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Sako, M. , Konaté, M. , Sonfo, B. , Sidibé, S. , Diallo, N. , Diarra, F. , Diakité, M. , Thiam, C. , Keita, A. , Sangaré, I. , Bâ, H. , Camara, Y. , Koumaré, Y. , Sangaré, A. , Dembélé, B. , Diarra, A. , Coulibaly, S. and Minta, I. (2021) Epidemioclinics, Etiologies and Prognosis of Cardiogene Shock State in the Intensive Care Unit of the Cardiology Department of the G-Spot Hospital. World Journal of Cardiovascular Diseases, 11, 20-24. doi: 10.4236/wjcd.2021.111003.

1. Introduction

Cardiogenic shock is the most severe form of acute heart failure and is a major public health problem. This is an acute and severe failure of the heart pump, concerning systolic or diastolic function resulting in a profound alteration of tissue infusion and progressive tissue anoxia. It combines a decrease in heart rate and the stigma of tissue hypoxia, in the absence of signs of hypovolemia. The hemodynamic criteria for cardiogenic shock are:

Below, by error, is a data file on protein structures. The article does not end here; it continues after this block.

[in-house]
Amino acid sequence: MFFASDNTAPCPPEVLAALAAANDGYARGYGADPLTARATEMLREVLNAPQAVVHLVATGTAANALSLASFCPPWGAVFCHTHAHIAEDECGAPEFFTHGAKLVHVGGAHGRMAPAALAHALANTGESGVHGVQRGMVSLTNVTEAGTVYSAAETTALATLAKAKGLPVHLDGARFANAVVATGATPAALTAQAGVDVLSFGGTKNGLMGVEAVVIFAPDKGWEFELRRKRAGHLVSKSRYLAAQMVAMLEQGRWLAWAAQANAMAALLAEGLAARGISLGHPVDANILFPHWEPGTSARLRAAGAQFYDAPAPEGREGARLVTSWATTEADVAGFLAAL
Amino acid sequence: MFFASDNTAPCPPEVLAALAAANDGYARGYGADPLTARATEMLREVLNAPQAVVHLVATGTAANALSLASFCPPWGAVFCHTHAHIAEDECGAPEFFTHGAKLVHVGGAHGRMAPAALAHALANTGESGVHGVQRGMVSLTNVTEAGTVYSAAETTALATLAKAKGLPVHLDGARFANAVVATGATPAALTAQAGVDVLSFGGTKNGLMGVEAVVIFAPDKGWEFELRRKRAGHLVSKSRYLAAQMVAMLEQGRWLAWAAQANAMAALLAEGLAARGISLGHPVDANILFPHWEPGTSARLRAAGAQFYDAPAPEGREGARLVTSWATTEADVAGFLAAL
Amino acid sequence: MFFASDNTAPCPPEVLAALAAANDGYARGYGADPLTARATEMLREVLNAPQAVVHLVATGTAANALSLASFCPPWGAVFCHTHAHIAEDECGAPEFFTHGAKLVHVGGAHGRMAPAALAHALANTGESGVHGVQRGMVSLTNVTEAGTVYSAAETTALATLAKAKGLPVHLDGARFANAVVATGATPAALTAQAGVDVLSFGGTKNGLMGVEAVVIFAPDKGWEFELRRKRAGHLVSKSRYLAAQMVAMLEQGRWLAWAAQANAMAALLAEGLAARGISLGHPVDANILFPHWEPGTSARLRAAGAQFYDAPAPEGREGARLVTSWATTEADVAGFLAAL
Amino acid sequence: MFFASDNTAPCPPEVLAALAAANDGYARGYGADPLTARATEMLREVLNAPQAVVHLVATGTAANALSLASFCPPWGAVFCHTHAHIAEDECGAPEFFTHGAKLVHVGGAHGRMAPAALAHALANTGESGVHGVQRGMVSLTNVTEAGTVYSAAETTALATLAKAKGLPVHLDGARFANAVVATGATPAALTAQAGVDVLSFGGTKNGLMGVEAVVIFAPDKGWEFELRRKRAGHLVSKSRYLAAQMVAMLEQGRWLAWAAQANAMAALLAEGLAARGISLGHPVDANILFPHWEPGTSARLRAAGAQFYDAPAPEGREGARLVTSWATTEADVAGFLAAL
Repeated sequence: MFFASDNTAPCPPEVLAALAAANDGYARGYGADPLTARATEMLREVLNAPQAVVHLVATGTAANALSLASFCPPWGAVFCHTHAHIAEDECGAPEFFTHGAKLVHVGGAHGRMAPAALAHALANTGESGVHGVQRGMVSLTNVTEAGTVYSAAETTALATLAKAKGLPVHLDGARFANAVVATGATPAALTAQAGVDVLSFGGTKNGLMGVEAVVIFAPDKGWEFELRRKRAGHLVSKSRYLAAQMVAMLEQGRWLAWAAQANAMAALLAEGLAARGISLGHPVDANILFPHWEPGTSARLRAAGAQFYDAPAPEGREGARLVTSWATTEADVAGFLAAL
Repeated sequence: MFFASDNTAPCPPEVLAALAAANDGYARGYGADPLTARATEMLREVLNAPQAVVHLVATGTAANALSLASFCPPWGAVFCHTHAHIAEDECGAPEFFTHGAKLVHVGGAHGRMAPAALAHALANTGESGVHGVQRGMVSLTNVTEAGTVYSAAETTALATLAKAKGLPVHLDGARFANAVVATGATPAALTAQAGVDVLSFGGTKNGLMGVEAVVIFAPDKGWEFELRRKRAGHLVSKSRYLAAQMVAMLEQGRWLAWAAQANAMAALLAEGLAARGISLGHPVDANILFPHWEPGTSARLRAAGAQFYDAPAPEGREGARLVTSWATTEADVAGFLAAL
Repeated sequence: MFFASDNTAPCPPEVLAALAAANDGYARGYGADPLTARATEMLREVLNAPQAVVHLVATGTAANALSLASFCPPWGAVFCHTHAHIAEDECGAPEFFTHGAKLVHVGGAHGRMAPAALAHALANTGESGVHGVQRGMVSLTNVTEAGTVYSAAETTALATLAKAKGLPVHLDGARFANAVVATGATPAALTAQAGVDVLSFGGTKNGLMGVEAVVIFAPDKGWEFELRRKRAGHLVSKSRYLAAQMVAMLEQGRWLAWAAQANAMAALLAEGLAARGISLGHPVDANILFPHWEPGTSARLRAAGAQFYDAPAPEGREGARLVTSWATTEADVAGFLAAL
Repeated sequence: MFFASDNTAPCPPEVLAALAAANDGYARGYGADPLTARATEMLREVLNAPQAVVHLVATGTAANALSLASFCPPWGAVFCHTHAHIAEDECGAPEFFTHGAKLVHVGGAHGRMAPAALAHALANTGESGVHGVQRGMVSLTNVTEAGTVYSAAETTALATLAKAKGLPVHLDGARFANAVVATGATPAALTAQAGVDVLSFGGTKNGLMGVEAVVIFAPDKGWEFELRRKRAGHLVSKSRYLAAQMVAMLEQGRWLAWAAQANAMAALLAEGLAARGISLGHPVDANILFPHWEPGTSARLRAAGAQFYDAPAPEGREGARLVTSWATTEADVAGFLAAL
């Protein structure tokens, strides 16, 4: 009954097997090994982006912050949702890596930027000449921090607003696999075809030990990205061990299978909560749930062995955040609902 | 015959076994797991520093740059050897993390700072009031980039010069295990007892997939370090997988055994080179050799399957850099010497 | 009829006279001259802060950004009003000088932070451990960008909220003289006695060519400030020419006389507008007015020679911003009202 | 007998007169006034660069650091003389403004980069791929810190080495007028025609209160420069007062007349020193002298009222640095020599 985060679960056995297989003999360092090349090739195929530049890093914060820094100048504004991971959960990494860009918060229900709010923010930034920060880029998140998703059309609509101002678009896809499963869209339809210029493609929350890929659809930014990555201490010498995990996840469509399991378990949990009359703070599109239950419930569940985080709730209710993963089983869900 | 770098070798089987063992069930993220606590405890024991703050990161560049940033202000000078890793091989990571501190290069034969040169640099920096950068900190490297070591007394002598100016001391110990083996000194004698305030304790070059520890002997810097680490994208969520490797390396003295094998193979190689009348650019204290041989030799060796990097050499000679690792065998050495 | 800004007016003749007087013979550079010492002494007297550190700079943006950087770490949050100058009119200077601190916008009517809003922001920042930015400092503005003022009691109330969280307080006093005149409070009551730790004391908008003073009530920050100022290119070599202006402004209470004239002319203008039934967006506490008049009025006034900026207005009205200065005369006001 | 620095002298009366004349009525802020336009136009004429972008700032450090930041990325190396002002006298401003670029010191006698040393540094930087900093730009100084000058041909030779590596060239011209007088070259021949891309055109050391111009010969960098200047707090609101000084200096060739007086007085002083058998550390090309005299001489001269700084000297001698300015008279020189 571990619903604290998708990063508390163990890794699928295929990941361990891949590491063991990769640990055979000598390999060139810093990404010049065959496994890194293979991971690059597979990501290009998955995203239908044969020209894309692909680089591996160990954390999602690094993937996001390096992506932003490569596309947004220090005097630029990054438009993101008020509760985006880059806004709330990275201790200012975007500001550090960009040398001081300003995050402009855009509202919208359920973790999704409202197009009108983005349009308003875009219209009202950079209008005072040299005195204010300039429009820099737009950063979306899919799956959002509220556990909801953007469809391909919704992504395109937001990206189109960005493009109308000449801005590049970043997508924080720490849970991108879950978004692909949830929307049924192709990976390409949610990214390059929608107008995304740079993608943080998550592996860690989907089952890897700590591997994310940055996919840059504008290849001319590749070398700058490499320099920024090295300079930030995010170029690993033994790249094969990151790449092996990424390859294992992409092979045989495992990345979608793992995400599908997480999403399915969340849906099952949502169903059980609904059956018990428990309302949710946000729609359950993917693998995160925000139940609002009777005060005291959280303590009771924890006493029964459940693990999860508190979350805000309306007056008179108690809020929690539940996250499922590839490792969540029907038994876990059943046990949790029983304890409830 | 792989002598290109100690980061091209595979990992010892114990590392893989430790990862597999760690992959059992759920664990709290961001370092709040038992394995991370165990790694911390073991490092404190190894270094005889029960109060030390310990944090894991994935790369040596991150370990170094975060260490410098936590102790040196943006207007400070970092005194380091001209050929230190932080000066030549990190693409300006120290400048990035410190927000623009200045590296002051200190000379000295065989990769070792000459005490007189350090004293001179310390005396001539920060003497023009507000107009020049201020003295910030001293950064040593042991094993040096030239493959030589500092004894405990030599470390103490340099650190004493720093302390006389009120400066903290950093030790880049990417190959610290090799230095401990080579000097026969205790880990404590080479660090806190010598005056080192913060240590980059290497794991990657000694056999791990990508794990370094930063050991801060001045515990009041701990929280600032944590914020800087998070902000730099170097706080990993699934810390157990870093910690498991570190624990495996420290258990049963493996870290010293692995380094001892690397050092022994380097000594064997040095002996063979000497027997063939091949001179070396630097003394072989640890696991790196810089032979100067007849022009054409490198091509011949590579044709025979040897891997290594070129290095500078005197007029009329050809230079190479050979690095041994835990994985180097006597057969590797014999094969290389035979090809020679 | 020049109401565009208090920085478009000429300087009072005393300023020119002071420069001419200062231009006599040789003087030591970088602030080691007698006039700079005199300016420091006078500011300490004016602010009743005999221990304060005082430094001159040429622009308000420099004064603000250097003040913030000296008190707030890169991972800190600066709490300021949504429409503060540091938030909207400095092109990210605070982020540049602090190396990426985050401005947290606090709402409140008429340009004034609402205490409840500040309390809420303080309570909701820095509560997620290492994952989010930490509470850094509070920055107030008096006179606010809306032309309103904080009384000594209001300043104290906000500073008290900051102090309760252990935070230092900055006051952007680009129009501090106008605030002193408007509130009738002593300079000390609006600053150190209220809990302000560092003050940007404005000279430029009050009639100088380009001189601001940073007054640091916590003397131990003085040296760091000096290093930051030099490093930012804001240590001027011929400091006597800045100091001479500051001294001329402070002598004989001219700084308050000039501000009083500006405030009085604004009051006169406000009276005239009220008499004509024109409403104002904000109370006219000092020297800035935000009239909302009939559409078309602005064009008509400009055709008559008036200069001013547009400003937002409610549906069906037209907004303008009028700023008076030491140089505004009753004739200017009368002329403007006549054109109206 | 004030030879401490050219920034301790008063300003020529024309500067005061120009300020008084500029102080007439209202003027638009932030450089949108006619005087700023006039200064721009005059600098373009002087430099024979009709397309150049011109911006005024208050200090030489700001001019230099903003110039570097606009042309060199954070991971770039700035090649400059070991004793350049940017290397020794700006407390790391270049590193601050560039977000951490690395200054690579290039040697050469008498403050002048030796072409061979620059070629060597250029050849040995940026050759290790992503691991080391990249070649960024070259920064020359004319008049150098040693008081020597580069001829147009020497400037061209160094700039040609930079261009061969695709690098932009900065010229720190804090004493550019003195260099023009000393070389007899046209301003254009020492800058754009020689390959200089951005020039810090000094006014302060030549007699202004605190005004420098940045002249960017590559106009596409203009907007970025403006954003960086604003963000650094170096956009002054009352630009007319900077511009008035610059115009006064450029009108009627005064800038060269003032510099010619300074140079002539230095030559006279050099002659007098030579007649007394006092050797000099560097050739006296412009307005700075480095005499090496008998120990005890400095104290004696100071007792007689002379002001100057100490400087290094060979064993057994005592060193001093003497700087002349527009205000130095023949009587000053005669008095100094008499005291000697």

Lower systolic blood pressure 90 mmhg, for at least 30;

Low heart rate (lower index 2.2 L/min/m2);

PAPO pulmonary occlusion blood pressure greater than 15 mmhg [1].

The GUSTO-1 study reports an incidence of 7.2% [2]. A similar incidence (7.1%) is observed in Worcester on a population of 9000 patients who arrived alive at the hospital [3].

The exact incidence of cardiogenic shock is difficult to measure. In Mali, although there are no national statistics on cardiogenic shock, clinical hospitalization reports have shown that it is a major public health problem. So, we proposed to carry out this etiological and prognostic study of the state of cardiogenic shock in the cardiogenic intensive care unit.